Hindi becomes official court language in Abu Dhabi. Still not an option in India

Abu Dhabi has made Hindi an official court language (in labour cases). This move is meant to increase access to justice for the 2.6 million Indian expatriate in the country.

India, on the other hand, still uses English as its official court language. This poses a significant challenge to access to justice for the hundreds of millions who speak 1 of the 22 official languages in India (and the 22,000 distinct dialects spoken across the country).

At the Legal Empowerment Leadership Course, @marlonmanuel spoke about similar barriers in the Philippines.

What are some successful strategies the Network has seen to advocate for better language access in courts?


Indeed, language is a great barrier for people to know and use the law to address their justice issues! This is a major challenge and indispensable area of work for legal empowerment - to make the law understandable in terms of being presented in both local and non-technical language.


In Zimbabwe our laws and official documents are written in English. However in 2013, when the country adopted a new constitution, the country moved from having one official language (English) to having 16 official languages. Even minority ethnic groups languages are recognised as official languages in the constitution.

However, the State is yet to translate the new constitution, criminal code and national policies into the 16 official languages. The justice system still uses English as the official language of record. In the meantime, human rights civil society organisations have been translating parts of the constitution and key national policies into ChiShona and IsiNdebele, which are the dominant local languages but in the process the other 14 official languages are ignored.

So, yes, I agree with both @vivektrivedi & @marlonmanuel that having laws & national policies written in a language that people are not conversant in disenfranchises them and makes access to justice difficult, more so for indigenous and minority ethnic groups. Moreover, the non-recognition of minority languages by the justice system as official court languages goes against the twin concepts of human rights and legal empowerment.


Oui, je rejoins mes prédécesseurs qui ont agi positivement sur l’importance d’une langue dans l’accès à la justice et autonomisation juridique dans un Pays.

Chaque pays auquel la constitution ne donne pas une place importante dans le choix de langue pour permettre aux populations et à la communauté de bien comprendre les langages juridiques, les termes des lois et les documents législatifs facilitant le déchiffrement de cette constitution n’a point d’un système judiciaire soutenable !

La non reconnaissance des langues minoritaires par le système de justice en tant que langues officielles des tribunaux va sans nul doute à l’encontre du concept des droits de l’homme et des libertés fondamentaux reconnues les textes internationaux.

L’accès à la justice ne peut jamais être respecté et défendu sans une compréhension de quoi il s’agit par les justiciables et les acteurs chargés de son application.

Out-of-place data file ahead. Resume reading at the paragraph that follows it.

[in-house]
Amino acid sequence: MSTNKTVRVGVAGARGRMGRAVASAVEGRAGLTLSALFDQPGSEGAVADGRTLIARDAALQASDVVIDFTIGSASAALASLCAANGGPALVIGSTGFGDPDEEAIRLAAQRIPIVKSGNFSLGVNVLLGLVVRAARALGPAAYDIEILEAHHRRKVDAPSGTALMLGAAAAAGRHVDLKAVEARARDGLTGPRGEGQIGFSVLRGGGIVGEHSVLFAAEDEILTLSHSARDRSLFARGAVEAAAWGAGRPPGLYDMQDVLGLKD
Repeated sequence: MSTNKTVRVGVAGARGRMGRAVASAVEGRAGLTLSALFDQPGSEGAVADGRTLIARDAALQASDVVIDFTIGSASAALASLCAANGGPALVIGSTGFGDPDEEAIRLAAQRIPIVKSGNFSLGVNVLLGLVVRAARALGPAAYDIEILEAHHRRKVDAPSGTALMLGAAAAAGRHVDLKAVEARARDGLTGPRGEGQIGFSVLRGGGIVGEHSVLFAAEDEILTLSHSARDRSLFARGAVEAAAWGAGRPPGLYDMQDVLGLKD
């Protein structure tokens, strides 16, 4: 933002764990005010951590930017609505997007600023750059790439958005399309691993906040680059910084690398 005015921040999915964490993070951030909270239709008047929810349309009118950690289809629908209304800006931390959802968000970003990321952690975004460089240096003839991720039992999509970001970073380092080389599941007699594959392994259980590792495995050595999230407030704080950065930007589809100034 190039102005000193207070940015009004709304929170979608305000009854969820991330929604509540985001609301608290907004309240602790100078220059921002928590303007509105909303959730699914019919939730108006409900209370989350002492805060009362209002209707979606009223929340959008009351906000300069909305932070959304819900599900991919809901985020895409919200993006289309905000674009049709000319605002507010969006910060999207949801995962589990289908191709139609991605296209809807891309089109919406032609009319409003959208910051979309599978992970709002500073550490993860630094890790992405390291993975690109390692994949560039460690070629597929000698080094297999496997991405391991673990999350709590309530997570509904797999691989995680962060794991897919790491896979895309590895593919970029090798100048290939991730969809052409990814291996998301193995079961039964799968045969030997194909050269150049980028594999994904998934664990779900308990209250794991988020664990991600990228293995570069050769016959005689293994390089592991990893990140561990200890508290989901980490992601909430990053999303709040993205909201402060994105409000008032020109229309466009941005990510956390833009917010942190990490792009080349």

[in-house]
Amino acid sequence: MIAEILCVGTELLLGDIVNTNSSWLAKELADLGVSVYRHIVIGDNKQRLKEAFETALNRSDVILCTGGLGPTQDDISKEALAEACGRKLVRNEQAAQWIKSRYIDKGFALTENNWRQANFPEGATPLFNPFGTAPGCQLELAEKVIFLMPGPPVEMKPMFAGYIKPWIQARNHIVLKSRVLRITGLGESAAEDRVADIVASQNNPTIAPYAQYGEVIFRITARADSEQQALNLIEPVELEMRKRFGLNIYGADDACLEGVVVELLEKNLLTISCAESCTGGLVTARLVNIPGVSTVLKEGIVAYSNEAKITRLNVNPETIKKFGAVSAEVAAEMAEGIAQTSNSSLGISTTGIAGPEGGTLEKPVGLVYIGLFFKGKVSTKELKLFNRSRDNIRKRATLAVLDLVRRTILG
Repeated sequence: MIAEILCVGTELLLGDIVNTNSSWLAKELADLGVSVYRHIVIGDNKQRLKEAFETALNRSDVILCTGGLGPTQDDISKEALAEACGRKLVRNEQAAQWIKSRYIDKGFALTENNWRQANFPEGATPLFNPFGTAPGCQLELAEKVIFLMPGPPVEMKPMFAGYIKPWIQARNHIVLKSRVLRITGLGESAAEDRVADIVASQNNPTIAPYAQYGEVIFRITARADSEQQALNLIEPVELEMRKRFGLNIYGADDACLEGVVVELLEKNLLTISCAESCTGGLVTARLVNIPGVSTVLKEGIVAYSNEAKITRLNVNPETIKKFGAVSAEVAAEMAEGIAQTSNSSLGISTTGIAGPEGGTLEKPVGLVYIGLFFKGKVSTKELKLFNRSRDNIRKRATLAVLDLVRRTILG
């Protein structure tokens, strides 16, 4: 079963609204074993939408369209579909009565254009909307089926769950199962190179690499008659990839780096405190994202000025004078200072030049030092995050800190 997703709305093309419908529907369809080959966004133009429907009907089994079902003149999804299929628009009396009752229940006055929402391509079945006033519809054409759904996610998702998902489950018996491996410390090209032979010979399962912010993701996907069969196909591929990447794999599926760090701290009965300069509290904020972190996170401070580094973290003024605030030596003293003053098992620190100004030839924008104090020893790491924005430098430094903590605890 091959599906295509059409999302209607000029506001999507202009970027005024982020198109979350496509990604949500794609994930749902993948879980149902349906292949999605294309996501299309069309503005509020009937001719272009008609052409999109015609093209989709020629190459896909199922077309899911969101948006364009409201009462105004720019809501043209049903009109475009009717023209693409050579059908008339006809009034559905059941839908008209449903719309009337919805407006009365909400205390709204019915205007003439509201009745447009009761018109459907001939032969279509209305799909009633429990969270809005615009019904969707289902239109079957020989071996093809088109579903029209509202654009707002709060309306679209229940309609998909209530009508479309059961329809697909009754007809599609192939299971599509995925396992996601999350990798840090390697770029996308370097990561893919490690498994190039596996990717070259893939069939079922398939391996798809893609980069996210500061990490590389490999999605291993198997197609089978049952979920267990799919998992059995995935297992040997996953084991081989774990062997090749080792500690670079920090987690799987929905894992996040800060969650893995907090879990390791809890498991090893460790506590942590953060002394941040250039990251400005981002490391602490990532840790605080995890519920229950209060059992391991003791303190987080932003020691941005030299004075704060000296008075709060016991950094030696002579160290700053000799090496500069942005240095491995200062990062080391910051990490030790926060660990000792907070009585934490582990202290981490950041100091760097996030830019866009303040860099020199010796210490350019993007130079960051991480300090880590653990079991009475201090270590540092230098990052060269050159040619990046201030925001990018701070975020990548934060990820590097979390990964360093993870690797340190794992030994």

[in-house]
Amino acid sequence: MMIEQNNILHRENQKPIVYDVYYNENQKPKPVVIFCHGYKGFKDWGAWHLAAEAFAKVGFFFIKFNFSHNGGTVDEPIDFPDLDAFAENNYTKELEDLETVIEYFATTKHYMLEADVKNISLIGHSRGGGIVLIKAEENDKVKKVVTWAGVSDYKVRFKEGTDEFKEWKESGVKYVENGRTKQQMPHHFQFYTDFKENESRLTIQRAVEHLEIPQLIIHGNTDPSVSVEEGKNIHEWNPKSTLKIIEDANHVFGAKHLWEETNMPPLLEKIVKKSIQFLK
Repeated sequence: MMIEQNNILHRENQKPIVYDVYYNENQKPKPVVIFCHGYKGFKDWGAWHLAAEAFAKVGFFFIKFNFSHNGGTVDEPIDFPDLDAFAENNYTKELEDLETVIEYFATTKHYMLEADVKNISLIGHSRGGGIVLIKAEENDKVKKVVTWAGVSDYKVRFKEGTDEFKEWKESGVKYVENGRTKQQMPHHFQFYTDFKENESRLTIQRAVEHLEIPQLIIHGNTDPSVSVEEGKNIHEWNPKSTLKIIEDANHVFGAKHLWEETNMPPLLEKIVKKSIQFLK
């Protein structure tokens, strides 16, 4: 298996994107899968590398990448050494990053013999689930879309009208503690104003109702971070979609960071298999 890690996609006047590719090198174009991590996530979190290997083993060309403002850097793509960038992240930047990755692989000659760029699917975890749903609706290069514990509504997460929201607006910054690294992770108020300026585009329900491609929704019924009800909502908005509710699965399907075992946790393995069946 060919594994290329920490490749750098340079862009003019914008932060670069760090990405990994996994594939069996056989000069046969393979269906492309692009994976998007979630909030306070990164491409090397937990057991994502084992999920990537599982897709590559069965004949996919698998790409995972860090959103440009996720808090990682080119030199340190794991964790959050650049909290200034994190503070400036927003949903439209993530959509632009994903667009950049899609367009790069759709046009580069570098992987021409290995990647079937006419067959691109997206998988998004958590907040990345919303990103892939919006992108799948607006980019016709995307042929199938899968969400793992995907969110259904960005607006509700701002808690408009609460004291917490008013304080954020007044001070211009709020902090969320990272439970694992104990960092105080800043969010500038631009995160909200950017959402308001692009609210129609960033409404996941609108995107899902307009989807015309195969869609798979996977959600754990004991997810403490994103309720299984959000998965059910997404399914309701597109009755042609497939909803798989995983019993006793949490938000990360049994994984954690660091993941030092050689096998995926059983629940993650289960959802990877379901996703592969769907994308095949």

Cependant, au Mali mon pays, actuellement le pouvoir politique (le gouvernement) a initié une révision de la constitution qui consiste à l’adapter à la réalité du moment afin de permettre à tous les Maliens et Maliennes de saisir le contenu de cette constitution mais aussi de mieux améliorer le système judiciaire actuel pour une justice pour tous !

En autre, les organisation de défense des droits humains, la société civile et la population sont tous motivés pour qu’elle soit une constitution qui respectera l’accès à la justice, la démocratie et l’Etat de droit.


Maybe the government must provide translation services for the citizens of India in Abu Dhabi. It is amazing that the government in Canada provides free services in multiple languages. When I had my drivers licence exam I saw information that Service Canada provides translation in number of languages including Somali, Tigrinha and many others. This is commendable.


Today (15 February 2019), a local news outlet in Zimbabwe carried a news article highlighting the challenge of national ethnic minority languages not being formally recognised in key national institutions as languages of record, in this case, its the parliament of Zimbabwe.

According to the news article, lawmakers from national minority ethnic groups have raised concern that when they address parliament in their local language, their views are not recorded in the official record book of parliamentary proceedings, the Hansard because parliament does not have language interpreters for national ethnic minority languages.

What this means is that views and concerns brought forward to parliament by legislators representing national ethnic minority groups are not fully considered by the executive, legislators and other policy makers. Beyond, relegating minority ethnic groups to the periphery of national affairs, the parliament of Zimbabwe is also actively violating indigenous and ethnic minority rights by symbolically annihilating their cultures and languages.

The article can be viewed here: http://www.cite.org.zw/mps-demand-language-interpreters-in-parly/


Thank you for this post. How many are the ethnic and national minorities? If Zimvabwe is part of international treaties for protection if the minorities’ rights it must comply with them. Are there international human rights organizations with independent observers in the country? Thanks.

It is great move, language barrier is one among the obstacle of access to justice